Responsible practices build trust and confidence in both acquiring and using innovative digital payment services. When designed well and linked to accounts, digital payments can contribute to greater financial inclusion particularly for underserved groups, including women who particularly value the convenience, privacy, and security of digital payments.
“Anything worth providing, is worth providing transparently,” says Dr. Bitange Ndemo, Former Permanent Secretary of Kenya’s Ministry of Information and Communication. “This is all the more important for people who may be making and receiving payments digitally for the first time. It is incumbent on providers to give people the full and clear information they need to make decisions that are right for them.”
Furthermore, broader uptake of responsibly provided digital payments can help bring more people and businesses into the formal economy.
As Mr. Dasgupta Kumar of bKash notes “We want our clients, who are mostly unbanked and new to digital payments, to feel that they are being respected and treated fairly and served with special care by our agents and service points.”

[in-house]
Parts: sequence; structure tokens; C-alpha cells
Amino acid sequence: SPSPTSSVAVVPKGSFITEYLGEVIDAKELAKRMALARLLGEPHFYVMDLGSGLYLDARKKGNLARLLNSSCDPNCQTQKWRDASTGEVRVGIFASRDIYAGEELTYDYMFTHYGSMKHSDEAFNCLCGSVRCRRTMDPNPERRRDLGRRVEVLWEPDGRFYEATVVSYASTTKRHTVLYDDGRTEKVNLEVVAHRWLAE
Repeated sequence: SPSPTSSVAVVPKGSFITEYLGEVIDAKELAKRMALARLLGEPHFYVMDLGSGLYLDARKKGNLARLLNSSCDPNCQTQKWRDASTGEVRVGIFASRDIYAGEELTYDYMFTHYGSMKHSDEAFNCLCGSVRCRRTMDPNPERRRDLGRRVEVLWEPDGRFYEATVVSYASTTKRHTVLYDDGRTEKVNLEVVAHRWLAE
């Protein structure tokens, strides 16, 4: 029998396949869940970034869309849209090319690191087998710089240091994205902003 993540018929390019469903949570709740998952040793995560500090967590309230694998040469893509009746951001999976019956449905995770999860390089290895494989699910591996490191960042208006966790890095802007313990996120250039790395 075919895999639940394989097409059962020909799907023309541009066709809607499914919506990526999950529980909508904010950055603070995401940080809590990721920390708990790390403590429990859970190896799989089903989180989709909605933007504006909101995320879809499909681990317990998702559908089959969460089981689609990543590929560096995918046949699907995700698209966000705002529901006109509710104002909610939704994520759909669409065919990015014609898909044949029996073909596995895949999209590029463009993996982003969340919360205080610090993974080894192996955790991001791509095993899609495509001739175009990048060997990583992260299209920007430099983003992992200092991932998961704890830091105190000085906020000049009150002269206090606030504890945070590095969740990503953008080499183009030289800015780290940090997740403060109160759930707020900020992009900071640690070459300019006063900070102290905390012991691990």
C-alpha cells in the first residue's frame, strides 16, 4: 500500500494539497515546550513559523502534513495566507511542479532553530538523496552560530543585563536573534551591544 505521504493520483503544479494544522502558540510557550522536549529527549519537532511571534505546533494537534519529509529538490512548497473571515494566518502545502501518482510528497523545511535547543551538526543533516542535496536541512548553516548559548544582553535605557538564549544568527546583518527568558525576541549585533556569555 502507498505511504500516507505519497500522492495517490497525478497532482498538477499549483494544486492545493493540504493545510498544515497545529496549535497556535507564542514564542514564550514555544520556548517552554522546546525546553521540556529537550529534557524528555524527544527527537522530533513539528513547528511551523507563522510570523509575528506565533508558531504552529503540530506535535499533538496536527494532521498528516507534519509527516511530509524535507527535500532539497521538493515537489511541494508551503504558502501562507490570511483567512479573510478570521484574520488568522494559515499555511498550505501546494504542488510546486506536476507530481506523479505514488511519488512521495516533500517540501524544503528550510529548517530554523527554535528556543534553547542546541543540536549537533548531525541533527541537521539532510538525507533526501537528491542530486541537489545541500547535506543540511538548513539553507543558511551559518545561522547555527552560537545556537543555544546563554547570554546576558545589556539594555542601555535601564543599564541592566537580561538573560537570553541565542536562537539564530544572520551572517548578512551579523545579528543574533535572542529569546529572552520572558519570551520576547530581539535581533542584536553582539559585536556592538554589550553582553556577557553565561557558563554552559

The Responsible Digital Payments Mapping, to be published in August, notes dozens of initiatives and/or standards or codes that address certain aspects of responsible digital finance. The Better Than Cash Alliance Responsible Digital Payments Guidelines draw on these in establishing guidelines that are provider and technology neutral and focus on the underserved market
To put the Guidelines into practice requires action by the providers of digital payments, and the engagement of policymakers and regulators, as well as the support of development partners to facilitate implementation. Given the pace of innovation, there is no doubt that these Guidelines will evolve over time. So we must test and learn, but we need to do so in ways that protect the client to the best of our ability with the information and experience we have. These Guidelines are intended to do just that.
About the Author
Beth Porter & Ros Grady